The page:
Human resources departments are becoming strategic partners within today’s organizations. No longer do they exist only to hire, fire, and pay employees. HR professionals are critical to an organization’s long-term growth and development. As HR departments undergo a massive transformation, so is the HR outsourcing industry. By 2020, the HR outsourcing industry is expected to generate $53.9 billion in business, up from $42.6 billion in 2015. Why is this?
Why Consider Outsourcing for HR?
With HR departments shifting from basic functions to strategic objectives, HR and management professionals are outsourcing specific tasks so they can focus on strategy, and thus growing the company. Outsourcing can comprise of menial jobs that save internal employees time to do more complex functions that protect the company from potential legal exposure.
Additionally, outsourcing provides significant savings for the company. Compare an employee’s salary, benefits, and overhead to a fee that a service provider may charge to do the same job. Not only is the company coming out ahead financially, but the service provider is trained specifically for that niche.
Health coverage returns reporting for the Affordable Care Act (ACA) falls into the category of legally complex. A company can prepare and report these informational returns itself, it can leverage a trusted ACA solution, or it can hire an outside service provider to help. However, if a company opts to have HR prepare these returns, without being experts in the area of the ACA, or without leveraging a trusted ACA solution, the company may unknowingly open itself up to legal and financial risk.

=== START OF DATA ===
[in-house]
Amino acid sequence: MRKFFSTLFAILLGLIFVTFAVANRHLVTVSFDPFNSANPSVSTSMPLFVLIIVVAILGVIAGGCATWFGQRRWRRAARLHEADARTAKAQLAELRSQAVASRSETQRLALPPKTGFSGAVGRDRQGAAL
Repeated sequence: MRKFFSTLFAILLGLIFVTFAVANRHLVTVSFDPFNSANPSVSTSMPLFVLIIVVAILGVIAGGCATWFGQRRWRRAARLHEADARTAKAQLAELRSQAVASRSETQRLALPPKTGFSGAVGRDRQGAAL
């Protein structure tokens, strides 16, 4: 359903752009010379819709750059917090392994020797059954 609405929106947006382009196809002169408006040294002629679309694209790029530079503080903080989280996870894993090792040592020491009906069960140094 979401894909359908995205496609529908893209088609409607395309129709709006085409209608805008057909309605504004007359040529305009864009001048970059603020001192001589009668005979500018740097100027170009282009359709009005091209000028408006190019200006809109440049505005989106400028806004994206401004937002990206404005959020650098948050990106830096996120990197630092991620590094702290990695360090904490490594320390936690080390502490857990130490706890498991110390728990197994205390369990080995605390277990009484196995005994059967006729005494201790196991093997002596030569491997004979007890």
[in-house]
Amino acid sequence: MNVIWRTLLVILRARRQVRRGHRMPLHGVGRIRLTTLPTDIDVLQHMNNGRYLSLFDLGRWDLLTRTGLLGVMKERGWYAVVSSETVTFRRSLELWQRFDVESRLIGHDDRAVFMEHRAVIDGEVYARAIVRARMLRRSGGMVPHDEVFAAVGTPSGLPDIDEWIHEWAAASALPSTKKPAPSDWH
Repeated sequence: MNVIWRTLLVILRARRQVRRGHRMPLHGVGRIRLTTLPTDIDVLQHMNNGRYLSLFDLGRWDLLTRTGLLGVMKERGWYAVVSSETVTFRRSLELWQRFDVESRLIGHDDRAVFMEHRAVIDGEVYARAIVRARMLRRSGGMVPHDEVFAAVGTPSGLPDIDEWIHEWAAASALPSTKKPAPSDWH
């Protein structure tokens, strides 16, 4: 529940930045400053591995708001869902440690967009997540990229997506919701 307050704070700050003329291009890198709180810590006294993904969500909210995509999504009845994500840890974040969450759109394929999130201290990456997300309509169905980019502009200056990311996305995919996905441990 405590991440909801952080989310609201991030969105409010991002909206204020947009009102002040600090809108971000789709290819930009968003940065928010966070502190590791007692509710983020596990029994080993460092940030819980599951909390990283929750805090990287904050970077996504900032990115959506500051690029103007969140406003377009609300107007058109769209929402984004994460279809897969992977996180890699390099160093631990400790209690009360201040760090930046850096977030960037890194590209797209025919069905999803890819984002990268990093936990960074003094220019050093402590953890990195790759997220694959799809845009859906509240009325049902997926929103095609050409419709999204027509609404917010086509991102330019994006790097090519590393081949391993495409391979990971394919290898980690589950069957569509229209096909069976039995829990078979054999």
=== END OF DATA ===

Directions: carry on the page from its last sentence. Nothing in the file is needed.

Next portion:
Here’s what you need to know about outsourcing ACA reporting.
How Do ACA Penalties Play into Outsourcing?
The ACA is a long, complex law. Not only is it confusing, but it also carries some hefty penalties for non-compliance. Consider the monumental consequences imposed for failure to offer ACA-compliant insurance to employees of larger companies. How exactly are these penalties enforced?
It all comes down to ACA reporting.
In November 2017, the IRS began issuing Letter 226J notices to large employers required to offer ACA-compliant plans to their employees. This Letter 226J contains proposed penalty assessments for failing to comply with the employer mandate. Specifically, the letters address penalties for employers failing to offer ACA-compliant healthcare to their employees, whereby such coverage meets the affordability and the minimum value requirements of the ACA.
Since November 2017, the IRS has issued more than 30,000 penalty letters containing approximately $4.4 billion of ACA penalties to large employers for the 2015 reporting year. The IRS is continuing to send out letters for the 2015 reporting year and has also started to send out penalty notices for the 2016 reporting year as well.
Many of these reporting issues are just that—reporting issues, not coverage issues. However, employers have 30 days in which to respond to a Letter 226J and argue their case.